Anyone who thinks battery-electric cars are slow and stodgy is about to have their doors blown off by Lamborghini, which today revealed its “roadmap towards electrification.”
The program, known in Italian as “Direzione Cor Tauri,” will be backed by the largest investment program in Lamborghini history, at 1.5 billion euros, or $1.8 billion, over four years. It will play out in three steps, with pure gasoline models first giving way to hybrids. By late this decade, the Italian automaker said, it plans to bring four all-electric vehicles to market.
“Lamborghini’s electrification plan is a newly plotted course, necessary in the context of a radically changing world, where we want to make our contribution by continuing to reduce environmental impact through concrete projects,” Stephan Winkelmann, Automobili Lamborghini’s president and CEO, said in a statement today.
The plan is not a complete surprise. The auto industry is rapidly amping up its collective shift towards battery power. And premium luxury and exotic brands generally face the biggest challenge meeting tough new emissions and mileage mandates.
Lambo’s parent, the Volkswagen Group, has itself laid out an aggressive, $85 billion electrification strategy covering its dozen automotive brands, from entry-level Seat to ultra-exclusive Bentley which plans to offer nothing but battery-electric models by 2030.
Lamborghini has already begun tiptoeing into the electrified world with the recently unveiled, limited-edition Sian being the brand’s first hybrid model.
While Lambo isn’t saying whether it will completely abandon gasoline power but hints that is a target of the Cor Tauri program.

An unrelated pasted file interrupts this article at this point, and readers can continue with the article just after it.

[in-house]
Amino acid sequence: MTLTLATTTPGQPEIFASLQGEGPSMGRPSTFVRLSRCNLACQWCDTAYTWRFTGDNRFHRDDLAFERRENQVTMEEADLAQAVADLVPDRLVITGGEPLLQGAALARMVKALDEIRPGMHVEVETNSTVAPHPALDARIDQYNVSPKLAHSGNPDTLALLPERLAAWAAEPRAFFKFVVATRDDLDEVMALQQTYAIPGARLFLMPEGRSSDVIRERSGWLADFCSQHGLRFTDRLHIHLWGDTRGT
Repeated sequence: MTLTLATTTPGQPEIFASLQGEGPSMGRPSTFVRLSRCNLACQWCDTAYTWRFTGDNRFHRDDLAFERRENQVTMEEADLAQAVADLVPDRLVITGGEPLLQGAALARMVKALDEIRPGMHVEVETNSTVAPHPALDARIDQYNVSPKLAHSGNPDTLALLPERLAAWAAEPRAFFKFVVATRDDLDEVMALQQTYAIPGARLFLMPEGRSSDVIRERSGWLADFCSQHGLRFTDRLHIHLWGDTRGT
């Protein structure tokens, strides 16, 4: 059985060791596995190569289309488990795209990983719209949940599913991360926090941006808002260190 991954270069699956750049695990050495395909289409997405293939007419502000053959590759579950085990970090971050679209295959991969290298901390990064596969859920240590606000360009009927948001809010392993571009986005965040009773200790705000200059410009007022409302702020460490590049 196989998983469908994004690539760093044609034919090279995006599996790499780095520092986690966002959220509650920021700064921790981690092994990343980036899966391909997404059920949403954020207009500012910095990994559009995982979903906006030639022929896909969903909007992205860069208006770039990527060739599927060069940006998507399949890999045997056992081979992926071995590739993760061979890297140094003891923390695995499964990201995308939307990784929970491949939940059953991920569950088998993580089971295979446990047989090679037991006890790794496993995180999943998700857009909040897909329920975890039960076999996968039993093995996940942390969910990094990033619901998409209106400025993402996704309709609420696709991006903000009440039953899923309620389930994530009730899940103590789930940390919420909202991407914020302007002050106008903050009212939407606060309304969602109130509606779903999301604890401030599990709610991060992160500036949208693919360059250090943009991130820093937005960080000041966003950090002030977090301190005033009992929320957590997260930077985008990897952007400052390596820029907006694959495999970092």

A three-step transition
Step one comes with the debut of the Sian, though the “roadmap incorporated (the) celebration of the combustion engine,” the company said in a statement. There will be two V-12 models, in fact, announced later this year. The new products from this period will “pay homage to the brand’s glorious history and iconic products past and present.”
The big shift comes with the first hybrid series production model in 2023. By the end of the following year, the Lamborghini explained, “the entire range will be electrified.” The company stressed these products will retain “the authentic Lamborghini driving experience. One step in meeting that target will be through the increased application of carbon fiber “in compensating for (the added) weight due to electrification.”
The payoff will be in a targeted reduction by 2025 in the brand’s carbon emissions.
The next step begins in the second half of the decade with the debut of Lamborghini’s first all-electric model, and the “acceleration” of that shift as two more models quickly roll out — “with the vision of a fourth model in the future.”
The competition is also charging up
Along with the shift to electrified vehicles, Lambo plans to take steps to reduce the carbon footprint of its supply chain and other operations. The company claims it reached carbon neutrality at its Sant’Agata assembly plant near Modena in 2015. While Lamborghini’s Cor Tauri plan is clearly aggressive, it isn’t the only exotic sports car manufacturer shifting to an electrified future. Rival Ferrari has also been laying out plans for hybrid and all-electric offerings. And the two Italian brands face new competition from new alternatives such as Croatia’s Rimac and others that will be entirely all-electric.